The Rookie (Part 1)


By Darrin Collins

When I was younger, if anyone would have told me that at age 40 I would be kayak fishing in tournaments against some of the best anglers in the country, I would have said they were crazy.  Even the thought of kayak fishing was nowhere to be found back then. Like most men, my fishing started as a child. But I didn’t learn from my father, I was self-taught. In fact, it wasn’t even my favorite thing to do as a kid. I always played sports and that made me competitive, but fishing back then was more just a way to pass the summertime with childhood friends.

So tournament fishing for me began with some hesitation. When I reached my 40th birthday, I had already been kayak fishing for two years and had heard of tournaments through social media and friends. Honestly, I didn’t feel like I was good enough to fish competitively. I am a single parent and a paramedic with a local ambulance company. But I felt like I needed something to do in my free time and kayak fishing was a good fit.  So I decided to put the fear of failure behind me and start competing. My competitive side would get a fix and it’d be fun as I got to meet other kayak anglers who like me enjoy being on the water and fishing.

I made a commitment to myself this year that I would pick out one tournament series and do whatever it takes to fish the entire series. So I picked one and signed up for the first event: The North Texas Kayak Championship Series (NTKCS) at Lake Fairfield, and this is where my journey as a tournament angler began.

I had never fished Fairfield Lake before and so the first thing I did was to learn as much as I could about it. Then I pre-fished it, ultimately doing three trips before the tournament in my attempts to learn the lake. This meant lots of driving back and forth on my days off, and my State Park Pass was put to good use.

One of the first things I learned was that approaching a lake for a tournament was strangely different than for recreational fishing. I learned to look at the lake’s contours and find underwater structure where fish could hide. I read lake maps, looked at launch points, watched weather reports and studied fish activity as it related to water temperature and their spawning behavior. I didn’t know it then, but this self-education would come in handy on tournament day.

In the days leading up to the event I began preparing myself not only mentally, but physically. This was because I was making the transition from a paddle kayak to a quicker and bigger peddle yak. The peddle drive meant I could cover more water and maybe make it to my fishing spots quicker than other anglers. But a new boat takes time to get used to, and to set it up comfortably. So there I was, a rookie angler afraid of getting my ass handed to me by more experienced anglers, and I’m also having to learn a new boat.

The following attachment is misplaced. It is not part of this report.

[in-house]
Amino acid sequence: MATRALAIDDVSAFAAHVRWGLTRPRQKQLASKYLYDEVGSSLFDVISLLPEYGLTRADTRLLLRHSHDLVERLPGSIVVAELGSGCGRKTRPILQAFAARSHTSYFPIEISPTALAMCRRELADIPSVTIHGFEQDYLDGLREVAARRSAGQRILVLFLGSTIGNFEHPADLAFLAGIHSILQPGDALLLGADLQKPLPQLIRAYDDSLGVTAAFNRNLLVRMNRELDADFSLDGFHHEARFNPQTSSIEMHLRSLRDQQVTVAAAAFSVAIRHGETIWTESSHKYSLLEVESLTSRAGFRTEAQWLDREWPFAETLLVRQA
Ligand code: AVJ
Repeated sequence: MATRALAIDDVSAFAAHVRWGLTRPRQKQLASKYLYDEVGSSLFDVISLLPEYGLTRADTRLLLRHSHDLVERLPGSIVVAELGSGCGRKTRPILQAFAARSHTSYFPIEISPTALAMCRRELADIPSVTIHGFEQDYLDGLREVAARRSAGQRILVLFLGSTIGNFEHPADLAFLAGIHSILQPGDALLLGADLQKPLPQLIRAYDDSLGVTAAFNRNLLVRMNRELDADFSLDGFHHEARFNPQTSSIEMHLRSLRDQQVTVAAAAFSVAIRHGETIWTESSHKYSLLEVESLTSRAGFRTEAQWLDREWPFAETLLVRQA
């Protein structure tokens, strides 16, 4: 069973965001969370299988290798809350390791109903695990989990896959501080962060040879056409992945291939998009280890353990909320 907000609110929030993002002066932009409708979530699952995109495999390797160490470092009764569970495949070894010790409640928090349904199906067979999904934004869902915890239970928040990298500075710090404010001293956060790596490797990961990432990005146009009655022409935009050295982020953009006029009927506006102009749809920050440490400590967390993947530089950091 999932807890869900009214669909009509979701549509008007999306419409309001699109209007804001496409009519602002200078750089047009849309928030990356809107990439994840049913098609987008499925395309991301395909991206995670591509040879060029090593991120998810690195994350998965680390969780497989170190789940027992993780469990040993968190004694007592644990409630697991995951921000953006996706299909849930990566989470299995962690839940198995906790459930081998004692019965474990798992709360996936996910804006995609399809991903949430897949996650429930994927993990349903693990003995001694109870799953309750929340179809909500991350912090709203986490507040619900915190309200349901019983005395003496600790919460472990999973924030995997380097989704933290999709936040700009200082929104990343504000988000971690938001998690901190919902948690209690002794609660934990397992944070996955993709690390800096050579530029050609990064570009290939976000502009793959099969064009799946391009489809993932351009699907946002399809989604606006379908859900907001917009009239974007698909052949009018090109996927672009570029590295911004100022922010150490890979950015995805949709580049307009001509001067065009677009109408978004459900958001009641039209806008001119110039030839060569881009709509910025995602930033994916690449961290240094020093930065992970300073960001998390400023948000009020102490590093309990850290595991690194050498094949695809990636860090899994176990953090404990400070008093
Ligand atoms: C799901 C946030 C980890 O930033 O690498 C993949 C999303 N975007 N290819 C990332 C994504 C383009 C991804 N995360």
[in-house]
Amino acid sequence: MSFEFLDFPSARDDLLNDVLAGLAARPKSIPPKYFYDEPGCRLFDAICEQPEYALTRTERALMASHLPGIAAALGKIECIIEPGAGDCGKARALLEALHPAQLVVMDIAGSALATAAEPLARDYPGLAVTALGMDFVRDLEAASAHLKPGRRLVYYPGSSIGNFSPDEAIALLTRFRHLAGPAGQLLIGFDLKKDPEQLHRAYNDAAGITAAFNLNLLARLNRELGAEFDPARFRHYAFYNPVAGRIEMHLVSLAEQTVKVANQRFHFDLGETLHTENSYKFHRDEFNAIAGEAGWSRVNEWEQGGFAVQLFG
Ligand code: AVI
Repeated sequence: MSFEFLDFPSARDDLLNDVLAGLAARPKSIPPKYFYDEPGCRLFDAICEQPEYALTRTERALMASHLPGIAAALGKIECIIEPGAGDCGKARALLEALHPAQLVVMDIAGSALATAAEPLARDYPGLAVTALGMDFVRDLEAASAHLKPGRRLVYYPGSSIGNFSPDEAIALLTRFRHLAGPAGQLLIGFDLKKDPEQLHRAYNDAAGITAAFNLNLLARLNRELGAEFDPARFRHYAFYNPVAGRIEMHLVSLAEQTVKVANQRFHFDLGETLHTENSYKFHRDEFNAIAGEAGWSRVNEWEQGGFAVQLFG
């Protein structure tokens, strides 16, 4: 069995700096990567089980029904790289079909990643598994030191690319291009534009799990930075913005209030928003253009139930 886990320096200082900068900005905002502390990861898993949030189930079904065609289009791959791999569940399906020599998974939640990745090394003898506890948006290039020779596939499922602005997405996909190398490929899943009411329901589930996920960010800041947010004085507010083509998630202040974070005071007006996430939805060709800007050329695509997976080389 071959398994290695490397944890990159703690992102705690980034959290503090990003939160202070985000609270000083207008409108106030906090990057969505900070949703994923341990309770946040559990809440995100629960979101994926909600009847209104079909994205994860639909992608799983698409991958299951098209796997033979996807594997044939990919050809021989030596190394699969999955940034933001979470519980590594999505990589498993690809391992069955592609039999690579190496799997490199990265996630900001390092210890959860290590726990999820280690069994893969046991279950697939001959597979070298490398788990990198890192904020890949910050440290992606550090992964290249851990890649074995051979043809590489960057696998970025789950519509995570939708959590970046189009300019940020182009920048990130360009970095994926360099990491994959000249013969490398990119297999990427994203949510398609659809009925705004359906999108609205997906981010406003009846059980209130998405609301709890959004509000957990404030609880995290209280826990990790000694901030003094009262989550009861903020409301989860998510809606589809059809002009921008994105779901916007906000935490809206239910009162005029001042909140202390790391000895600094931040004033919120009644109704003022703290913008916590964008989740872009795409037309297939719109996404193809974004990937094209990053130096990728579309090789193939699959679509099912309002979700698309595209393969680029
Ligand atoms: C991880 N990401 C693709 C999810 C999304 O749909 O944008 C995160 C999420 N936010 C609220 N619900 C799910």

For those of you that don’t know Fairfield Lake, it’s a year round warm water lake due to a power plant at the lake. Water temperatures have been known to be 65-70 degrees in wintertime, which makes Fairfield an early spawn lake.  Most lakes in the area don’t warm up until the end of March or mid-April, so Fairfield Lake was a perfect opener for this series.

The lake fished well during my pre-fishing trips and I was able to catch a 5-fish limit two of the three days I fished. I felt good going into this first event, like I had learned to pattern the fish, which were holding in tall grass. Several days before the event, I turned to YouTube and learned how to pitch and flip into cover, and then I practiced every minute I had, standing on a bucket in my living room, looking like a complete goofball, flipping into my front foyer.

The downside was I broke one of my rods the day before the tournament while practicing. I guess this was the price you pay for success. At least that was what I told myself, as I took another trip to the local Academy store.We’d camped the night before and I was glad I chose to go to bed when I did unlike some of the other anglers we were camping with. Four thirty in the morning came awfully quick.

The morning of the tournament, the pre-tourney jitters set in. I chose not drink coffee or eat breakfast, because my stomach was in knots. But this was supposed to be fun right?

It was a cold and windy morning and everyone was bundled up in waders and rain gear. Was this what tournaments were about? Having to fish in conditions that I wouldn’t normally venture out into? This is crazy! A lot of familiar faces from my local fishing group were at the captain’s meeting and it was nice to meet and talk with other anglers before hitting the water.

Check-in went smoothly with lots of laughs, guys joking with the tournament director as he got everyone registered. It was almost time. The time I feared. Would I catch fish, or was I gonna meet the dreaded skunk everyone talks about? A small part of me felt good, though, because of my pre-fishing in the weeks prior.

A short drive to the boat ramp and BAM!  We were met by 30 bass boats waiting in line to launch. Oh great! How was I supposed to catch fish with all these guys here? And they all looked like they knew what they were doing.

I had to park around the corner and cart my heavy Hobie PA 12 about a quarter of a mile down to the boat ramp. Well Good Morning Darrin, the fishing gods said, not only are you gonna have to do well against your fellow kayakers, but you were also going to have to do it with 800 glitter boat anglers there with you.

Well maybe not 800, but there were a lot of them.

To be continued…

Lone Star Chronicles – Life, Liberty & the Pursuit of Fish

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